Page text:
WASHINGTON -- Judiciary Committee lawyers were formally drafting three articles of impeachment yesterday, accusing President Clinton of lying under oath, obstructing justice and, in the most aggressive charge, abusing the power of his office "to thwart the search for truth."
As Republican aides decided to present the committee with the broadest possible case against the president, the White House unveiled a new defense strategy, deciding to directly rebut the specific charges as well as broadly attack the investigation and impeachment process.
White House lawyers informed the House committee last night that they plan to call witnesses next week to defend the president. The witnesses are to include experts on the constitutional standards for impeachment; the legal standards for perjury, obstruction of justice, abuse of power and prosecutorial misconduct; and the impact of tainted evidence on the legal process.
The president's attorneys suggested it would take as many as four days to make their case, which could throw the committee's delicately crafted schedule into chaos. But White House lawyers said their request was fair, considering the jeopardy facing the president.
"Should the House of Representatives approve an article of impeachment against the president and send it to the Senate for trial, the impact on the national government and on the American people as a whole would be profound," wrote White House Counsel Charles F. C. Ruff and Gregory B. Craig, the president's special counsel on impeachment.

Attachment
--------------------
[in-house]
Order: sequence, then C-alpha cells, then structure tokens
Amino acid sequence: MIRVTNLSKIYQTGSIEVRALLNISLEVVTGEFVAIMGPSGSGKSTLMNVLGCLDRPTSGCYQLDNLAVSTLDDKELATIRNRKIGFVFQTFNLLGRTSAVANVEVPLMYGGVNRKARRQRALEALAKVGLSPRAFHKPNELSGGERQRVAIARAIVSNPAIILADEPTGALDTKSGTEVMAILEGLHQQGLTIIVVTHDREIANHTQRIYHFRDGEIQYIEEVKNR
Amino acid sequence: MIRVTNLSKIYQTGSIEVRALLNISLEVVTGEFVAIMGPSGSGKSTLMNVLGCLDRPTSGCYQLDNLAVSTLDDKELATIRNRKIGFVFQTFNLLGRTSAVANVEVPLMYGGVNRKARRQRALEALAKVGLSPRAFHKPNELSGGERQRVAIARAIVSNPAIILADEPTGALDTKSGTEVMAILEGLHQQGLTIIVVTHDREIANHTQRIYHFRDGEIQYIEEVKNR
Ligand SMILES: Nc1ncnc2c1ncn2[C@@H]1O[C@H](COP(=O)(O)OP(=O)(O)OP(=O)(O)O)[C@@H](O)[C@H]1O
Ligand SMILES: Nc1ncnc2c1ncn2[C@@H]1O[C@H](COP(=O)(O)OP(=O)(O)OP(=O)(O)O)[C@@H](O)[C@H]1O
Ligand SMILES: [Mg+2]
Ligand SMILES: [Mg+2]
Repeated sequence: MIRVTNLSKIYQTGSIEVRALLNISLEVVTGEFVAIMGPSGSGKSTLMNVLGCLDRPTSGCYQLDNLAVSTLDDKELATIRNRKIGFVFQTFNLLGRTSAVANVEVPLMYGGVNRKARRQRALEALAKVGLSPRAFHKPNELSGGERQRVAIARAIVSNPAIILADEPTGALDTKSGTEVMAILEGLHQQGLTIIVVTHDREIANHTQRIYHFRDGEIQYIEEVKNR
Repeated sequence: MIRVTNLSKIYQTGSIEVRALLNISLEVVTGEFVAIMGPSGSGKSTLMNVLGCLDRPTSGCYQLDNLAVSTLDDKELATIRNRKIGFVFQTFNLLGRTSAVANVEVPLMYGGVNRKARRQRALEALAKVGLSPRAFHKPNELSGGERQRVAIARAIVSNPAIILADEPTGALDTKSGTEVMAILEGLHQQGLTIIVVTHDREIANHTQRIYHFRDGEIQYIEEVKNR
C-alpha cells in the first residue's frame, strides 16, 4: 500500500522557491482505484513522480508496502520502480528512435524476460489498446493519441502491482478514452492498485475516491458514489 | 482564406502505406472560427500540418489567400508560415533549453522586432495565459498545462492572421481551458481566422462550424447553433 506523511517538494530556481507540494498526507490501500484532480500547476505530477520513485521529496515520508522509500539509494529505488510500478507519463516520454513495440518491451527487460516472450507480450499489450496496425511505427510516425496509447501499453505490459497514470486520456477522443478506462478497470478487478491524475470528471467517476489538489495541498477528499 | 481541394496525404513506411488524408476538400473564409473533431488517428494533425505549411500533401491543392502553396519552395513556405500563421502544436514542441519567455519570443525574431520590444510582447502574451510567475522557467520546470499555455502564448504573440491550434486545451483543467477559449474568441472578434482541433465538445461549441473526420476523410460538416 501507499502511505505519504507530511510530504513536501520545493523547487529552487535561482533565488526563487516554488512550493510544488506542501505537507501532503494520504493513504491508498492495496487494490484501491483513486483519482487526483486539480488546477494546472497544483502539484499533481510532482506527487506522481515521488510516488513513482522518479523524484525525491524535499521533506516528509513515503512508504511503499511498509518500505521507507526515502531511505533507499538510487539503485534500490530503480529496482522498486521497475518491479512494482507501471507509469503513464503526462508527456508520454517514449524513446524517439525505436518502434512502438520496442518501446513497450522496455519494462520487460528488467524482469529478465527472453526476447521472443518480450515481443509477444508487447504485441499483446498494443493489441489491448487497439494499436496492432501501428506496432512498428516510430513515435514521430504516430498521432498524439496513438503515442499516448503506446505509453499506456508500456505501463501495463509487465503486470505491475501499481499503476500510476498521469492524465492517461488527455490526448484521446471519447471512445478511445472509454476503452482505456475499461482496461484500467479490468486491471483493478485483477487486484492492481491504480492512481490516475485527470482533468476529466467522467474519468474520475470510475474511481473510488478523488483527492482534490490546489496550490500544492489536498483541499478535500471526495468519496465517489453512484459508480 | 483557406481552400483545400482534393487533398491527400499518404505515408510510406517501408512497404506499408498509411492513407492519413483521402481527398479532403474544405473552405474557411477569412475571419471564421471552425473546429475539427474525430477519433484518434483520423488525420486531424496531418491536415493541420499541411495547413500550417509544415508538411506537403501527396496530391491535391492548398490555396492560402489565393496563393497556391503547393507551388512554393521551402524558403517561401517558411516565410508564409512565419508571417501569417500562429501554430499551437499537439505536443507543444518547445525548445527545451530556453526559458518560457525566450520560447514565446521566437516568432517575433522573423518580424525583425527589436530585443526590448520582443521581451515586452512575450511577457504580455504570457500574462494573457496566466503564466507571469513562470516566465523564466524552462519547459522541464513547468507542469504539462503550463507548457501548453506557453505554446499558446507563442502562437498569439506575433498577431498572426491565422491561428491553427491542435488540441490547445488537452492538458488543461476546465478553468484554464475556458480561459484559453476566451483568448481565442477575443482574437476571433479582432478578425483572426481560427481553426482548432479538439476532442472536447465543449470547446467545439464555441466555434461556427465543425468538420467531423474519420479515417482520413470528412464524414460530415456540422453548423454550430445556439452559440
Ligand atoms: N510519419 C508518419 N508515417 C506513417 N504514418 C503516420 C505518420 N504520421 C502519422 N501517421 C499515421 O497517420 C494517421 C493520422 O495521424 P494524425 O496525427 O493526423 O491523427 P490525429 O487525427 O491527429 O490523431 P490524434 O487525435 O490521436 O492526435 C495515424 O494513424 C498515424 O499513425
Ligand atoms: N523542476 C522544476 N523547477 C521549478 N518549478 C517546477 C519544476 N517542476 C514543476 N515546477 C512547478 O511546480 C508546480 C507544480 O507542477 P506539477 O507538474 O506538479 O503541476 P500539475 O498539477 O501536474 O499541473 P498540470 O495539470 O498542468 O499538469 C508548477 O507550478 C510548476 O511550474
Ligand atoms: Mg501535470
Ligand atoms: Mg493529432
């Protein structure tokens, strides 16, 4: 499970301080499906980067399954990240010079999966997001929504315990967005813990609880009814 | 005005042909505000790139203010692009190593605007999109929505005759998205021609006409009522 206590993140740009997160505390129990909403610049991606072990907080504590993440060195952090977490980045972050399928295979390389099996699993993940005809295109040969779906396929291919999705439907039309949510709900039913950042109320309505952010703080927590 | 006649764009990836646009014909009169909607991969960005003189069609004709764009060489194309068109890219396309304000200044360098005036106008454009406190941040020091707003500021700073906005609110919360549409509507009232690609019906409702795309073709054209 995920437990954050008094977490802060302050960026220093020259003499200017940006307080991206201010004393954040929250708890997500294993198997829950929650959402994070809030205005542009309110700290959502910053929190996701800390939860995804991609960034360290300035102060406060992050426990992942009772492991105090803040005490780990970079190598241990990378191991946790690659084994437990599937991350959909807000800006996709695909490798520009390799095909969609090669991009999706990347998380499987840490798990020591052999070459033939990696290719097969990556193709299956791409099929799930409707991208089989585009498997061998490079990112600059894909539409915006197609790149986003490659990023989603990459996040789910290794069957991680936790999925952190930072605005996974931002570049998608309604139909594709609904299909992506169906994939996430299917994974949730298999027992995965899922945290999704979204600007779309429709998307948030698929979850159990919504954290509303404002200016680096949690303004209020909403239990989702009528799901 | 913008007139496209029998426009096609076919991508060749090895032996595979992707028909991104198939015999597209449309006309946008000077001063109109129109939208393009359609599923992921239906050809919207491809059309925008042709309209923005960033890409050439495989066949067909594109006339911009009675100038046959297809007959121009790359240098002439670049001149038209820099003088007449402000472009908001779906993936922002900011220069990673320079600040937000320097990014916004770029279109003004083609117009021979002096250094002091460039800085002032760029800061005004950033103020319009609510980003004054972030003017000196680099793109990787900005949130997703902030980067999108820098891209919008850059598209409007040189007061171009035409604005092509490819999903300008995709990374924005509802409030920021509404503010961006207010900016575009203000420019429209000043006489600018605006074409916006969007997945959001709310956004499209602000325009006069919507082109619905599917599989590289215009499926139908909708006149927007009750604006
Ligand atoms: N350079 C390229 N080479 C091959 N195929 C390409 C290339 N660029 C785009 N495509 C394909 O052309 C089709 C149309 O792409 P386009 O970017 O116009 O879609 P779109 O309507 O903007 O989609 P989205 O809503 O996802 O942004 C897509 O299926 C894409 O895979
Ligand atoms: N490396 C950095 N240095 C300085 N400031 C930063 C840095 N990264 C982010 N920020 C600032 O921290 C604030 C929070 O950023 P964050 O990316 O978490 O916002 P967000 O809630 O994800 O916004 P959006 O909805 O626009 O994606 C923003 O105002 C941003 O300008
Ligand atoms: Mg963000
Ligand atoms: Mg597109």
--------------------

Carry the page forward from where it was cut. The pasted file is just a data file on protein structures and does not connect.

"For that reason alone this process must be deliberate, thorough, fair and expeditious," the attorneys wrote.
In rebuttal, committee GOP spokesman Paul J. McNulty was quoted by the Associated Press as saying, "This is an obvious and desperate political ploy to push the inquiry into the new Congress, where the Democrats potentially have more votes."
Republican aides to the Judiciary Committee decided not to reject some of the charges leveled by independent counsel Kenneth W. Starr in his impeachment report in September. The panel is scheduled to deliberate and vote on the articles by next weekend, after White House lawyers mount a last-ditch defense of the president.
"I am not surprised by the inclusive nature of the articles," said Virginia Rep. Rick Boucher, a Judiciary Committee Democrat. "I think the operating principle of the committee's Republican leadership is that they report anything to the House in which they see any basis for the charge, then they assume the House will winnow the list down."
White House aides began expressing alarm yesterday at the committee's relentless move toward impeachment, decrying an impeachment process they had been largely ridiculing. For weeks, presidential allies had expected that public opposition would spark Republican moderates to revolt and derail the drive to remove Clinton from office.
A half-dozen House Republicans have publicly stated their opposition to impeachment, well short of the number needed to shelve the issue, and White House officials are realizing that they will have to mount what they have called "a vigorous defense."
"This is perhaps the most serious thing Congress can do. This isn't a process where the House of Representatives can throw it to the Senate to let them deal with it," said White House spokesman Joe Lockhart, condemning what he called a "serious lack of the constitutional solemnity" in the proceedings.